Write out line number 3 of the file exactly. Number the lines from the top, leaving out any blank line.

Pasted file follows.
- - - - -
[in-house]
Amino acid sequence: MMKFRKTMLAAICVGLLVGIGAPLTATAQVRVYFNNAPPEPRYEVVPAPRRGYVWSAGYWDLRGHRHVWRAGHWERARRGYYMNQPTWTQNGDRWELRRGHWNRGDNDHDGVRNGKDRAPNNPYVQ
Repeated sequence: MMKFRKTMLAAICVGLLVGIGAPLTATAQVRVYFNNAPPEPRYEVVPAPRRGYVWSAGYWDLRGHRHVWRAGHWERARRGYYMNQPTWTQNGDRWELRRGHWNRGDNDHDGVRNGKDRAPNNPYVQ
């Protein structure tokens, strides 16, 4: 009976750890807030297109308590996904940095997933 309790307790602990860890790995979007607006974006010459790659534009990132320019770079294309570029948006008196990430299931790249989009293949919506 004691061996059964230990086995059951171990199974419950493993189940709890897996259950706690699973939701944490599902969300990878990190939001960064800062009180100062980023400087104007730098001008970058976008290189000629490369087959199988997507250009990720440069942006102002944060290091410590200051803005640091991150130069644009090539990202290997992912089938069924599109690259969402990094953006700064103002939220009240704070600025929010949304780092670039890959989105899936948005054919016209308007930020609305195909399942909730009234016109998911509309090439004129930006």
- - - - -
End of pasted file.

Repeated sequence: MMKFRKTMLAAICVGLLVGIGAPLTATAQVRVYFNNAPPEPRYEVVPAPRRGYVWSAGYWDLRGHRHVWRAGHWERARRGYYMNQPTWTQNGDRWELRRGHWNRGDNDHDGVRNGKDRAPNNPYVQ